Mercian Hymns is a sequence of thirty prose-poems inspired by the remnants of Offa’s Mercia in the landscape. In Old English Mercia meant ‘boundary folk’, and the traditional interpretation is that the kingdom originated along the frontier between the native Welsh and the Anglo-Saxon invaders. The main purposes of Offa’s Dyke seem to have been to define the frontier between Mercia and the Welsh kingdoms, and to control trade by limiting movement across the border to defined routes through the earthwork. It may have had an additional defensive purpose, but historians think that would probably have been incidental. Only unchallengeable power could have allowed such a great undertaking, and only in a climate of relative peace between Wales and Mercia could a work of such a scale be achieved. This has suggested to historians that it must have been an agreed frontier.
In Geoffrey Hill’s Mercian Hymns sequence of prose-poem hymns, the first hymn is a panegyric – ‘The Naming of Offa’ – and echoes the accolades that begin such poems in the Anglo-Saxon tradition. Offa is similarly introduced with accolades: ‘King’, ‘overlord’, ‘architect’, ‘money-changer’. Offa was a ‘money-changer’ in the sense that he introduced a new type of coin which became the standard for all subsequent coinage in the Old English period, and even after it.
Offa’s coins demonstrate that he was a contemporary of the powerful Frankish king Charlemagne and sought to stand up to him as an equal. The portrait on a typical coin shows Offa in the style of a Roman emperor with an imperial diadem in his hair.
Offa reformed the Mercian coinage in the 760s to bring it into line with the new-style Carolingian penny. The broader, thinner silver coin became the standard denomination for some six hundred years. From now on all coins would carry the name of the ruler. These coins weighed the same as Charlemagne’s and could have traded internationally at the same value.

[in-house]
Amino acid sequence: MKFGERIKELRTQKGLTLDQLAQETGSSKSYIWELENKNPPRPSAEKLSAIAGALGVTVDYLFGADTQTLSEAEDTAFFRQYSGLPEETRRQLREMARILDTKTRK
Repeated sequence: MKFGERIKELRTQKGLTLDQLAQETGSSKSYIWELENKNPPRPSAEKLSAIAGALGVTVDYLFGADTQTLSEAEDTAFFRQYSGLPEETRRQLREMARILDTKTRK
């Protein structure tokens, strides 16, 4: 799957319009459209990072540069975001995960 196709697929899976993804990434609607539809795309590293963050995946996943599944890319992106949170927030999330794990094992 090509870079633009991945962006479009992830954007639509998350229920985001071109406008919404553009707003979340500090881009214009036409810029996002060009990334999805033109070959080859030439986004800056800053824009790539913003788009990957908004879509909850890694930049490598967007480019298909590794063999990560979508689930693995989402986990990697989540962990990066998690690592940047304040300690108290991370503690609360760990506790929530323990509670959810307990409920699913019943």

But even more significant is a unique gold coin minted by Offa, now in the British Museum. It is one of the most remarkable English coins of the Middle Ages because it imitates a gold dinar of the caliph al-Mansur, ruler of the Islamic Abbasid dynasty. It has been suggested that the coin was designed for use in trade. Islamic gold dinars were the most important coinage in the Mediterranean at the time. Offa’s coin looked enough like the original that it would be readily accepted in southern Europe, while at the same time his own name was clearly visible.
Standing on Penycloddiau it seems extraordinary that beneath our feet are the remains of a kingdom that, nearly two millenia ago, linked traders who passed along and through the Dyke here with the rest of Europe, the Middle East and beyond. And yet, as Geoffrey Hill observes at the conclusion of Mercian Hymns, Offa himself vanished from history, leaving behind coins … ‘and traces of red mud’.
From Mercian Hymns:
King of the perennial holly-groves, the riven sandstone: overlord of the M5: architect of the historic rampart and ditch, the citadel at Tamworth, the summer hermitage in Holy Cross: guardian of the Welsh Bridge and the Iron Bridge: contractor to the desirable new estates: saltmaster: moneychanger: commissioner for oaths: martyrologist: the friend of Charlemagne.
‘I liked that,’ said Offa, ‘sing it again.’
The princes of Mercia were badger and raven. Thrall to their freedom, I dug and hoarded. Orchards fruited above clefts. I drank from honeycombs of chill sandstone.
‘A boy at odds in the house, lonely among brothers.’ But I, who had none, fostered a strangeness; gave myself to unattainable toys.
Candles of gnarled resin, apple-branches, the tacky mistletoe. ‘Look’ they said and again ‘look.’ But I ran slowly; the landscape flowed away, back to its source.
In the schoolyard, in the cloakrooms, the children boasted their scars of dried snot; wrists and knees garnished with impetigo.
Coins handsome as Nero’s; of good substance and weight. Offa Rex resonant in silver, and the names of his moneyers. They struck with accountable tact. They could alter the king’s face.
Exactness of design was to deter imitation; mutilation if that failed. Exemplary metal, ripe for commerce. Value from a sparse people, scrapers of salt-pans and byres.
Swathed bodies in the long ditch; one eye upstaring. It is safe to presume, here, the king’s anger. He reigned forty years. Seasons touched and retouched the soil.
Heathland, new-made watermeadow. Charlock, marsh-marigold. Crepitant oak forest where the boar furrowed black mould, his snout intimate with worms and leaves.
And it seemed, while we waited, he began to walk towards us he vanished
he left behind coins, for his lodging, and traces of red mud.